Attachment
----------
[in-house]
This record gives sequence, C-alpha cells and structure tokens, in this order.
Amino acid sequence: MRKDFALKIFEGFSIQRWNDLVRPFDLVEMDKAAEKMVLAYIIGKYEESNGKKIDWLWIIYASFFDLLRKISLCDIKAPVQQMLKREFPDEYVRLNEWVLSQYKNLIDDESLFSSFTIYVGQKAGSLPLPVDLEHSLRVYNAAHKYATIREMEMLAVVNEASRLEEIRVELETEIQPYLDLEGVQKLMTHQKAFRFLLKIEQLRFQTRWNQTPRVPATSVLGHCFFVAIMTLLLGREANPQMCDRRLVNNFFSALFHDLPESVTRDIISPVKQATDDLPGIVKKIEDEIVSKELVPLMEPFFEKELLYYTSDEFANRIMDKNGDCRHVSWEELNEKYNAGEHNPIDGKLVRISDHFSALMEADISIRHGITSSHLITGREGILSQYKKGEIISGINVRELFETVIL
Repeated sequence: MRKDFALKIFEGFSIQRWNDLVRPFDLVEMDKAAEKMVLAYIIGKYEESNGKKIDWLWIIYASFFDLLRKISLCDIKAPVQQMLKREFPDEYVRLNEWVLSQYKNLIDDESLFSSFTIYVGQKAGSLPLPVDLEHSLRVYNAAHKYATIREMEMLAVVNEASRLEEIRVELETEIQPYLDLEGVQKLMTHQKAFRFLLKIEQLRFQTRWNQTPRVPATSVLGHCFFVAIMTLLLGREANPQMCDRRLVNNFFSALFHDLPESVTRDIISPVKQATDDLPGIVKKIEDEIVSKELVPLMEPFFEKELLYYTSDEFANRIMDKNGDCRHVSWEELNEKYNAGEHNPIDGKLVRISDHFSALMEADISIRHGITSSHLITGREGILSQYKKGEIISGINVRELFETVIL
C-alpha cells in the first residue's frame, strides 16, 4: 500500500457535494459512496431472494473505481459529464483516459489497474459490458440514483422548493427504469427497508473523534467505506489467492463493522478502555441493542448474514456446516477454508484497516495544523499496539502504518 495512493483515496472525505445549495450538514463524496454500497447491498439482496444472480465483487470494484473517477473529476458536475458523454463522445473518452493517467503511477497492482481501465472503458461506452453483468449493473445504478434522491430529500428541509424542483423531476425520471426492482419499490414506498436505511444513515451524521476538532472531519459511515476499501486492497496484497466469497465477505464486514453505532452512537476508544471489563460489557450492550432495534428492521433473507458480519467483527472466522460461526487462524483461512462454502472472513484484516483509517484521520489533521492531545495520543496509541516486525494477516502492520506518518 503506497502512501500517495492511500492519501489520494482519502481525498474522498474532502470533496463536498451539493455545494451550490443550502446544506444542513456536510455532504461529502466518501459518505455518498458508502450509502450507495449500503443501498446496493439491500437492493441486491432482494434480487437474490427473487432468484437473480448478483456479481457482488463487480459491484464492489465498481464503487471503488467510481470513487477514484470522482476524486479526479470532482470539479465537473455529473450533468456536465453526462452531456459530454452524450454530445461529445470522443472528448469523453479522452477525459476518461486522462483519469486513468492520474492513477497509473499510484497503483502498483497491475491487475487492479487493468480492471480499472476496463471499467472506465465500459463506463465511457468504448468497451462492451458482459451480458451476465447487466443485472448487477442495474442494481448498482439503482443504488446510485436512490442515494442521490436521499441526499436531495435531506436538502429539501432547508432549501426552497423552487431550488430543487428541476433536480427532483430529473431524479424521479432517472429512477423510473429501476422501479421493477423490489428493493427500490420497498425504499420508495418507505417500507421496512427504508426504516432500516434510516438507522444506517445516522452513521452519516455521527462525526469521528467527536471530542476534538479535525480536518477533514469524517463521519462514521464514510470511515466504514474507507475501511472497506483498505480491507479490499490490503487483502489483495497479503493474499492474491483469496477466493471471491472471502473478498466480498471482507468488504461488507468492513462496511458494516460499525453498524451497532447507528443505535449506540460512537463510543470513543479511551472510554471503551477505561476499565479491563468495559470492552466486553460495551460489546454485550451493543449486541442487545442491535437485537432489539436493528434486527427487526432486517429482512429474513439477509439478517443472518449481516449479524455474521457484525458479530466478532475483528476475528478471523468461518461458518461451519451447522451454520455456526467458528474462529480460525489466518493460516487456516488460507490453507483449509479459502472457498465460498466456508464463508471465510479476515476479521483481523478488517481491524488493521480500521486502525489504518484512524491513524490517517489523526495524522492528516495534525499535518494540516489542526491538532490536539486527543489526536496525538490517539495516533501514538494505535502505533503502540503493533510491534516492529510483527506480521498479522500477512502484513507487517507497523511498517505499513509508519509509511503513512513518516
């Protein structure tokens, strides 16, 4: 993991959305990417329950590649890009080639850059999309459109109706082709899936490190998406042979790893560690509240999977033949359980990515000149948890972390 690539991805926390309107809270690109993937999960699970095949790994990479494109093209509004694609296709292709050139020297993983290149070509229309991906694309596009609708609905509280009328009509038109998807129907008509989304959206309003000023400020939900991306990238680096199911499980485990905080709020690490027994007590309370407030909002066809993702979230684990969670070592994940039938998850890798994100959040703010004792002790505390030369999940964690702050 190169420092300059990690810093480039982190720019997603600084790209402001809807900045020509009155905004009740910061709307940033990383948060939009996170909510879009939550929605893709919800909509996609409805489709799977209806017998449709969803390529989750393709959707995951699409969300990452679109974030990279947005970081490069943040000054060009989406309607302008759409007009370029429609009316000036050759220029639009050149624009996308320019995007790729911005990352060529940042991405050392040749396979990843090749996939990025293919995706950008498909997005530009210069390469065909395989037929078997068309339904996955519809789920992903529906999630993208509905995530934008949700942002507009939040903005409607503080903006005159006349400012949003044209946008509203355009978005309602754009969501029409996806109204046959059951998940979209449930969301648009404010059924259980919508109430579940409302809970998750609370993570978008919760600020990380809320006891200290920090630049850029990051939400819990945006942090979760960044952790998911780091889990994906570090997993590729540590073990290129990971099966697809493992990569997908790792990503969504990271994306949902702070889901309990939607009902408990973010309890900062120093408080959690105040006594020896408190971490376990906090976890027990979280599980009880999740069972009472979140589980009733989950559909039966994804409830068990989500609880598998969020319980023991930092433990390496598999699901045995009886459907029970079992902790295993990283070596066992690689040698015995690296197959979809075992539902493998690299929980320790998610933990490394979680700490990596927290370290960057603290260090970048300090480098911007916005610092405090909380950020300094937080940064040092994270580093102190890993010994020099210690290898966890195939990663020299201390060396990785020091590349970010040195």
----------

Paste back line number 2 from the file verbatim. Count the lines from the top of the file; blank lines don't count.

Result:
This record gives sequence, C-alpha cells and structure tokens, in this order.